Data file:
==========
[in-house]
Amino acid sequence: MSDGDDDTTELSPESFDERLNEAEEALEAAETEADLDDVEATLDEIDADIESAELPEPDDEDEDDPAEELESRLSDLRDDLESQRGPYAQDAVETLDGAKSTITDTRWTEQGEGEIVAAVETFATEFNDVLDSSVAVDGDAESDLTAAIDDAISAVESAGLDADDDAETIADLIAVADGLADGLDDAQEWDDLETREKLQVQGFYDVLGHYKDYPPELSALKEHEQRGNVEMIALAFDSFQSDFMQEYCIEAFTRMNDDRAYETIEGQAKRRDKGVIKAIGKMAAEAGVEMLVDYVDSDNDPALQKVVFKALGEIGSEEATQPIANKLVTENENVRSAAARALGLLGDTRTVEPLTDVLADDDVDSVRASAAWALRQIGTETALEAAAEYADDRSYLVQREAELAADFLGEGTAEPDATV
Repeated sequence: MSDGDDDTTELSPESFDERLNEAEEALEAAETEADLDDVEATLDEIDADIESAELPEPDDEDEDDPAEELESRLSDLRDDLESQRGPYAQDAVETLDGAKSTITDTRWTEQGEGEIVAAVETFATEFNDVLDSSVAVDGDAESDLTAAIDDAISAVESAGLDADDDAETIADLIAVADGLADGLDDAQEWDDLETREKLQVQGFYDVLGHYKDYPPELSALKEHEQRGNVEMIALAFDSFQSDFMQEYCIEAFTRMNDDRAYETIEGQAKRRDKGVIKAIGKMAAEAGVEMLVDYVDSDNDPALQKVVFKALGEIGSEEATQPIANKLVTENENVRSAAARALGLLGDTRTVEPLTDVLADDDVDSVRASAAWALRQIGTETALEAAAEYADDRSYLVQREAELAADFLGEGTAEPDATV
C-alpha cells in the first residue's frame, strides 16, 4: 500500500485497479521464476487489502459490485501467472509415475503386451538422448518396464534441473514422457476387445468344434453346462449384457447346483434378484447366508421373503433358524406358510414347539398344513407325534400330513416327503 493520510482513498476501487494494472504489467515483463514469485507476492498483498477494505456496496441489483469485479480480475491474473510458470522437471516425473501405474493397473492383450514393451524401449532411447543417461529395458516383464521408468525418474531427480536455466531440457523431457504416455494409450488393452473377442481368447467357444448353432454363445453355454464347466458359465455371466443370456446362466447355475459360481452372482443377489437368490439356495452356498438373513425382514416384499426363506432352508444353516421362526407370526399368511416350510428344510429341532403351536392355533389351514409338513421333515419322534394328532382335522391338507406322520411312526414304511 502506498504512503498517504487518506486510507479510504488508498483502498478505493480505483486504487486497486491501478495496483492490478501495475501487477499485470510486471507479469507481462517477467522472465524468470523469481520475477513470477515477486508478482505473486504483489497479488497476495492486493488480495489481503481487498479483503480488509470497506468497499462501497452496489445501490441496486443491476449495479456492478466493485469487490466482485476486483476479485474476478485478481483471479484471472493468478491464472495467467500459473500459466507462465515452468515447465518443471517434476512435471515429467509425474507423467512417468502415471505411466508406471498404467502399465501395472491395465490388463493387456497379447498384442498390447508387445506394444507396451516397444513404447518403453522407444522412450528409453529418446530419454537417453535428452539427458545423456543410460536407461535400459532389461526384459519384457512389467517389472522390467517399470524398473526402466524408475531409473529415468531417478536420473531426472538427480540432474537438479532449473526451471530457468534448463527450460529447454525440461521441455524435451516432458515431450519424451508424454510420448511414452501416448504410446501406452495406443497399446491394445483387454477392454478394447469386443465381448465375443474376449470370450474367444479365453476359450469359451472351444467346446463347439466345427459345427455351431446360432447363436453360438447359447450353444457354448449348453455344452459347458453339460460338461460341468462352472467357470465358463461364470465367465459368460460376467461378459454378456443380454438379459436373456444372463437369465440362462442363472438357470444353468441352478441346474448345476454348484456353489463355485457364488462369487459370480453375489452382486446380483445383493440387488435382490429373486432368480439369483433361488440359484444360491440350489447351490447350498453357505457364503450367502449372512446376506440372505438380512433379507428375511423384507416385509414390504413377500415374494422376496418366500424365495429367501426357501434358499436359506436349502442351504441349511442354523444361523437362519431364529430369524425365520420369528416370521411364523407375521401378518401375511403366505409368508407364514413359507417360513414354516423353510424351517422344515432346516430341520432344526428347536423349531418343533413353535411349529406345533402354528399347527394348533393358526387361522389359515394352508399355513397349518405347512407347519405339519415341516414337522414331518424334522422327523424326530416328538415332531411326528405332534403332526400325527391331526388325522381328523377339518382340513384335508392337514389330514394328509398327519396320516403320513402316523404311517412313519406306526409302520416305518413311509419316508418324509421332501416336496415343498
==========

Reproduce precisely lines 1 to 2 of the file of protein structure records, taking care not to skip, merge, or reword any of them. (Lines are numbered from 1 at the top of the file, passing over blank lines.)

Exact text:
[in-house]
Amino acid sequence: MSDGDDDTTELSPESFDERLNEAEEALEAAETEADLDDVEATLDEIDADIESAELPEPDDEDEDDPAEELESRLSDLRDDLESQRGPYAQDAVETLDGAKSTITDTRWTEQGEGEIVAAVETFATEFNDVLDSSVAVDGDAESDLTAAIDDAISAVESAGLDADDDAETIADLIAVADGLADGLDDAQEWDDLETREKLQVQGFYDVLGHYKDYPPELSALKEHEQRGNVEMIALAFDSFQSDFMQEYCIEAFTRMNDDRAYETIEGQAKRRDKGVIKAIGKMAAEAGVEMLVDYVDSDNDPALQKVVFKALGEIGSEEATQPIANKLVTENENVRSAAARALGLLGDTRTVEPLTDVLADDDVDSVRASAAWALRQIGTETALEAAAEYADDRSYLVQREAELAADFLGEGTAEPDATV